When you’re looking to buy new internal doors, you’ll come across three finishing options – unfinished, fully-finished (also pre-finished) and primed.

So, what is an unfinished door? And how is it different from the other choices?

Our detailed guide will explore all you need to know about unfinished internal doors. Read on.

Table of contents:

What is an unfinished door?

JB Kind Matterhorn Unfinished Oak 2 Light Clear Glass Internal Door

An unfinished door is pre-sanded but otherwise not primed or painted in the factory. So, you’ll need to finish it (prime and paint it) before you can hang it.

At this point, you’re probably wondering:

Does that involve a lot of work?

Yes and no. As we’ll see a bit later on, staining interior doors and painting wooden doors can be time-consuming projects that require a certain level of DIY expertise.

However, unfinished doors offer a lot of opportunities. Let’s take a closer look at the main ones.

What is the difference between finished and unfinished doors?

Fully-finished or pre-finished doors are stained, primed and painted in the factory. So, they’re ready to be hanged upon arrival. In contrast, unfinished doors are just pre-sanded when you buy them. This means you’ll have to prime and paint them yourself or hire a professional to do it for you.

Why should you choose an unfinished door?

LPD Kilburn 3 Panel Unfinished Oak Internal Door

An unfinished door is an ideal project for the confident DIYer because you’re only limited by your imagination.

The thing is:

You get to choose both the primer for wooden doors and the paint colour that goes oh-so-perfectly with your walls, floor, and the rest of your décor.

So, whether you’re something of an interior designer yourself, or you’re working with a professional, you can customise your door to your heart’s content. Sounds tempting, right?

And it doesn’t end there:

In terms of material, unfinished oak doors are an especially popular choice, but pine, walnut and other options are readily available. Hello, lime green cottage oak internal flush door! You’re looking very beautiful.

Last but not least, unfinished doors are typically cheaper than pre-finished ones. However, keep in mind that you’ll have to buy the primer and paint yourself. And then you need to know how to finish oak doors.

Does an unfinished door need to be painted?

As we mentioned earlier in our guide on What Is an Unfinished Door, an unfinished door needs to be painted. Before you do that, however, you’ll have to prime the door first. While the process of finishing a door can be quite lengthy, it gives you the freedom to customise your door as much as you like.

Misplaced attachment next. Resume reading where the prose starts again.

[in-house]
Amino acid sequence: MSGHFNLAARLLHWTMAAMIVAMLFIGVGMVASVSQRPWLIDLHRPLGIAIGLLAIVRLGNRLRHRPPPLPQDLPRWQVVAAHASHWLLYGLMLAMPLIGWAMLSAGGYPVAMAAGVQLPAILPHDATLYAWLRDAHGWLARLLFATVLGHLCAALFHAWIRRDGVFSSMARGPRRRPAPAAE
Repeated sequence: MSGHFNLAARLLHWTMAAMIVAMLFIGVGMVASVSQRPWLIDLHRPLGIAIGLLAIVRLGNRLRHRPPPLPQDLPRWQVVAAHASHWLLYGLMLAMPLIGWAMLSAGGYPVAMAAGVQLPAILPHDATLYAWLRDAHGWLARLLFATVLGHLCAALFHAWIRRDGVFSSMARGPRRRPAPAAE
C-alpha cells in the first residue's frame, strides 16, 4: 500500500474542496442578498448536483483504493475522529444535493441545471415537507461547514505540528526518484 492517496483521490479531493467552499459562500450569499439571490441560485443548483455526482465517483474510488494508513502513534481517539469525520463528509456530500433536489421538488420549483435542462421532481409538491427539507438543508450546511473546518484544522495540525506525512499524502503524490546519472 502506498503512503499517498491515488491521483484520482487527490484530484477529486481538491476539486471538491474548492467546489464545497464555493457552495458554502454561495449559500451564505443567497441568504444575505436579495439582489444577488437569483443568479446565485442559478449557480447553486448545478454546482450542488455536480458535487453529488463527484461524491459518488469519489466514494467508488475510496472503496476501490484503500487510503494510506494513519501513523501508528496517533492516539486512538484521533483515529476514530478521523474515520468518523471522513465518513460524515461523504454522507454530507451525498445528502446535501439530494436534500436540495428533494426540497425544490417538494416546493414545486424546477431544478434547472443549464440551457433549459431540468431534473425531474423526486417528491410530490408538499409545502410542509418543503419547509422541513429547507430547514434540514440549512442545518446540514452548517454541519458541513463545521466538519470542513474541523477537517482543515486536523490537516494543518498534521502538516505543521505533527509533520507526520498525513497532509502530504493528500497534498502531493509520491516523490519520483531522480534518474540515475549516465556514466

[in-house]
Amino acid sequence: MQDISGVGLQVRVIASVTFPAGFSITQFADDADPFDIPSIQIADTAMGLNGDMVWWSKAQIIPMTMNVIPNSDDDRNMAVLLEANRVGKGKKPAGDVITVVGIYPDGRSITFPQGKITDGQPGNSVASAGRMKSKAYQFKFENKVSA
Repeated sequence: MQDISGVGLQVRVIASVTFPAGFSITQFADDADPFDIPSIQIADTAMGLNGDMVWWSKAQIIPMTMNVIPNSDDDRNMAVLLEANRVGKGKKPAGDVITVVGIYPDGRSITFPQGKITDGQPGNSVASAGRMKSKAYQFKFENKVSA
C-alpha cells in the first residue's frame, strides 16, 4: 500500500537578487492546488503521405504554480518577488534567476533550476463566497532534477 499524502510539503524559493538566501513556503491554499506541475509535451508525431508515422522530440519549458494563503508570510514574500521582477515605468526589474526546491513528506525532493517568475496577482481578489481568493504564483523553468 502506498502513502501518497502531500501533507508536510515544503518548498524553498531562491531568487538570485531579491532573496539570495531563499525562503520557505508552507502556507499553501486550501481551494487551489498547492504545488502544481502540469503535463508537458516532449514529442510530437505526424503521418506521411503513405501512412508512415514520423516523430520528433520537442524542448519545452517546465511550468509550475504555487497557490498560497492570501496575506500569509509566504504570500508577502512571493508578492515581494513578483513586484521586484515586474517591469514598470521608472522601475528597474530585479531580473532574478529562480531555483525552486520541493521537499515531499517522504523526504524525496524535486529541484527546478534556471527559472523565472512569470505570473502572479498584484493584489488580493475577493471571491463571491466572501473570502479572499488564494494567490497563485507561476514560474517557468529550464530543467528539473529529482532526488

Here’s a brief overview.

How to finish an unfinished door

LPD DX 1930s Edwardian 4 Panel Unfinished Oak Internal Door

As we mentioned above, your new unfinished door will arrive pre-sanded. But that’s about it! The rest is up to you.

So, you’ll have to do a rub down, followed by slight sanding, priming, and applying several coats of paint to finish the door. The exact procedure differs slightly depending on the type of door – flush, panelled, glazed, etc.

But don’t worry:

We’ve compiled an in-depth guide on how to finish, paint or varnish a door for your convenience. Just follow the steps, and you’ll be good to go!

Once you’ve finished treating your new oak veneer doors, the paint is fully dry, and you’ve taken a step back to admire your work of art, it’s time to hang your doors.

Not sure how to go about it? We’ve got you covered! Head over to our guide on how to fit an internal door, and you’ll be done in no time.

And on that note…

Final thoughts

There are plenty of things to consider when choosing a new internal door, and that includes the type of finishing. Luckily, this last bit is fairly straightforward.

The bottom line is:

If you’re looking to fully customise your new internal door to help create that perfect room ambience and are not afraid of a DIY project, an unfinished door is the right choice for you.

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